ICALP 2023 · 50th EATCS International Colloquium on Automata, Languages and Programming, Paderborn, Germany, July 2023

In this work, we give a unifying view of locality in four settings: distributed algorithms, sequential greedy algorithms, dynamic algorithms, and online algorithms.

We introduce a new model of computing, called the online-LOCAL model: the adversary reveals the nodes of the input graph one by one, in the same way as in classical online algorithms, but for each new node we get to see its radius-$T$ neighborhood before choosing the output. Instead of *looking ahead* in time, we have the power of *looking around* in space.

We compare the online-LOCAL model with three other models: the LOCAL model of distributed computing, where each node produces its output based on its radius-$T$ neighborhood, its sequential counterpart SLOCAL, and the dynamic-LOCAL model, where changes in the dynamic input graph only influence the radius-$T$ neighborhood of the point of change.

The SLOCAL and dynamic-LOCAL models are sandwiched between the LOCAL and online-LOCAL models, with LOCAL being the weakest and online-LOCAL the strongest model. In general, all four models are distinct, but we study in particular *locally checkable labeling problems* (LCLs), which is a family of graph problems extensively studied in the context of distributed graph algorithms.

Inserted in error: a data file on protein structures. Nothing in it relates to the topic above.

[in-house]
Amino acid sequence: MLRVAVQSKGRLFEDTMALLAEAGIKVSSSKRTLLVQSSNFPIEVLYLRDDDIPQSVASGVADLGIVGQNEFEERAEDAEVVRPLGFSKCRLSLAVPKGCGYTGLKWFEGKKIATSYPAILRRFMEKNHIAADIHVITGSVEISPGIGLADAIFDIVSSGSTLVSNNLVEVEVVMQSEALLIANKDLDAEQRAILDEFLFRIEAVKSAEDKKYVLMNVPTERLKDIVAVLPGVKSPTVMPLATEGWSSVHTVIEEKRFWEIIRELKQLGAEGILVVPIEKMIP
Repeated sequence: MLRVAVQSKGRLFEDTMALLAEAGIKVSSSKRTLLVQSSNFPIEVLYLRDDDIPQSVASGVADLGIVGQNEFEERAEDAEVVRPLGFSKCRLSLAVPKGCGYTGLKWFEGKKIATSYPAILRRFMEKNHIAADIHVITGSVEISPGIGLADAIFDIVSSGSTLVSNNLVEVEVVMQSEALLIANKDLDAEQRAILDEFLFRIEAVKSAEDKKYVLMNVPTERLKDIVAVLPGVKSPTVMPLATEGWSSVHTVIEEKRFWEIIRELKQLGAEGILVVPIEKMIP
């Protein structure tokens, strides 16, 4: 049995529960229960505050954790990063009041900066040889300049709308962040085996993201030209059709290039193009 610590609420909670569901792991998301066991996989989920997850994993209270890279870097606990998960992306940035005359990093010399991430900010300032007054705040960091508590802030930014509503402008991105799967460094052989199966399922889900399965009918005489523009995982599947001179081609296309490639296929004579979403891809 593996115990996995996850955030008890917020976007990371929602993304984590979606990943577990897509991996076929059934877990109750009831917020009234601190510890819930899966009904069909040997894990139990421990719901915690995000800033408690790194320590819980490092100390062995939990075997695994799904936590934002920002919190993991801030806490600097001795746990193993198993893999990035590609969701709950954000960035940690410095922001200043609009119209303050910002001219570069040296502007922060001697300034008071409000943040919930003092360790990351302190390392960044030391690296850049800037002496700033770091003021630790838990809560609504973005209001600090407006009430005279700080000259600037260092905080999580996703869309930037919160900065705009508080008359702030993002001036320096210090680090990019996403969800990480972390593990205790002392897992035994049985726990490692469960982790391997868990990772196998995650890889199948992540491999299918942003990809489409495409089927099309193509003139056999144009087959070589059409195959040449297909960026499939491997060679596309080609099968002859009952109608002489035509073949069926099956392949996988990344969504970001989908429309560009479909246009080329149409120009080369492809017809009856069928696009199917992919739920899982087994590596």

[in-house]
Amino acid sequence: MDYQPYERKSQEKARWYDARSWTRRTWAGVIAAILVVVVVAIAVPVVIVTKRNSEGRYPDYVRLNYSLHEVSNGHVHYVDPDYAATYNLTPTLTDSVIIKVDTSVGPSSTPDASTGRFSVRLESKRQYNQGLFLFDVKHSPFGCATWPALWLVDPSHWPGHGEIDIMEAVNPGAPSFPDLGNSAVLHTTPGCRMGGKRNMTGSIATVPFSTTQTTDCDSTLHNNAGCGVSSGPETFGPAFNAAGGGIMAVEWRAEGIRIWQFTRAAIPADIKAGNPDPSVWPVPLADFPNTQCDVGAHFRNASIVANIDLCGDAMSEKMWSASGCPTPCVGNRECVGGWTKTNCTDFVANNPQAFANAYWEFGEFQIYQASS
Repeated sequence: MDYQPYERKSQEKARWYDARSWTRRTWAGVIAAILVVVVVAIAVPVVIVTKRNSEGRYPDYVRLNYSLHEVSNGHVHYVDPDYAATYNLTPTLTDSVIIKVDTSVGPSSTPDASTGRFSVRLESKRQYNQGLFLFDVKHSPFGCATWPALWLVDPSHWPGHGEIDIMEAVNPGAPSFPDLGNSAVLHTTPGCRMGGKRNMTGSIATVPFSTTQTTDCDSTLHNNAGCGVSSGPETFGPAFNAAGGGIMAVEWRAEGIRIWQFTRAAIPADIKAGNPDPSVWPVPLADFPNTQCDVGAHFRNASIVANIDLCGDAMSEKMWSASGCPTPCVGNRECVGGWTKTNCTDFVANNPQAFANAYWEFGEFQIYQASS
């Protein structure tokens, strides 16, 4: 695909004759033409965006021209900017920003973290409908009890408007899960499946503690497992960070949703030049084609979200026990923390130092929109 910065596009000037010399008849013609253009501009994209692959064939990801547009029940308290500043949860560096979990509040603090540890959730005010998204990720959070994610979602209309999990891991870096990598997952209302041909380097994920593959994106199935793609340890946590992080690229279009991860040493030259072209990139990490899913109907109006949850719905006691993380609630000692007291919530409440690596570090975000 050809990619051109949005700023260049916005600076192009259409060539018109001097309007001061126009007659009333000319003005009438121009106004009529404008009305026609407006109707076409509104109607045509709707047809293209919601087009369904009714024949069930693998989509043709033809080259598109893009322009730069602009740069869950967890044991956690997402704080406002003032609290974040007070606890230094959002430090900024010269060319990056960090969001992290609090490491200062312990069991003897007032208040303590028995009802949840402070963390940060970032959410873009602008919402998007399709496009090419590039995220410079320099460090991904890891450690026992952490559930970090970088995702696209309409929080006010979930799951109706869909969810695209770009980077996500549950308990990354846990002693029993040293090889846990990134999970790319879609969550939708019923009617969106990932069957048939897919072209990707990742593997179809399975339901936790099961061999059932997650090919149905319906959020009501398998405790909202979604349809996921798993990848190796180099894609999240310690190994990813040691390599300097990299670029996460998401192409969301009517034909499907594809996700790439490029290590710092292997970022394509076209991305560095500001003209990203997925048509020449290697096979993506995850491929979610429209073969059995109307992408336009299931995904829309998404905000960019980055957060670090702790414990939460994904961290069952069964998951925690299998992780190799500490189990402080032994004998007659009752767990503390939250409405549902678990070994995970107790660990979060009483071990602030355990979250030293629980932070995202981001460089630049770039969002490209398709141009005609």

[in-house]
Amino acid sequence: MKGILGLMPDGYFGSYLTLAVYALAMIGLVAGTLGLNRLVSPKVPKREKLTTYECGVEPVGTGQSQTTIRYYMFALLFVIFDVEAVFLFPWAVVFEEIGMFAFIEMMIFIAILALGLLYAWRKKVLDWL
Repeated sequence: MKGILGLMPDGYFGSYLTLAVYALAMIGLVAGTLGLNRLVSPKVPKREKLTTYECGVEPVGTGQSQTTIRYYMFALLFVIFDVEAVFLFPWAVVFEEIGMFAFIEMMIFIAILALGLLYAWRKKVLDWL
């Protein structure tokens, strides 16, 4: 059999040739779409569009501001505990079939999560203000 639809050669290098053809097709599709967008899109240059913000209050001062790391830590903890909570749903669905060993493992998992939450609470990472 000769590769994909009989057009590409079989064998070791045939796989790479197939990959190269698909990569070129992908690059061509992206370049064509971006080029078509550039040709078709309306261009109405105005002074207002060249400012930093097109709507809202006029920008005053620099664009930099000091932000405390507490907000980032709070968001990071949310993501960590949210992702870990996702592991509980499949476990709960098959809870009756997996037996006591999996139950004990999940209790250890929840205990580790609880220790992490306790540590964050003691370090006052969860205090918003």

We prove that for LCL problems in paths, cycles, and rooted trees, all four models are roughly equivalent: the locality of any LCL problem falls in the same broad class—$O(\log^* n)$, $\Theta(\log n)$, or $n^{\Theta(1)}$—in all four models. In particular, this result enables one to generalize prior lower-bound results from the LOCAL model to all four models, and it also allows one to simulate e.g. dynamic-LOCAL algorithms efficiently in the LOCAL model.

We also show that this equivalence does not hold in two-dimensional grids or general bipartite graphs. We provide an online-LOCAL algorithm with locality $O(\log n)$ for the $3$-coloring problem in bipartite graphs—this is a problem with locality $\Omega(n^{1/2})$ in the LOCAL model and $\Omega(n^{1/10})$ in the SLOCAL model.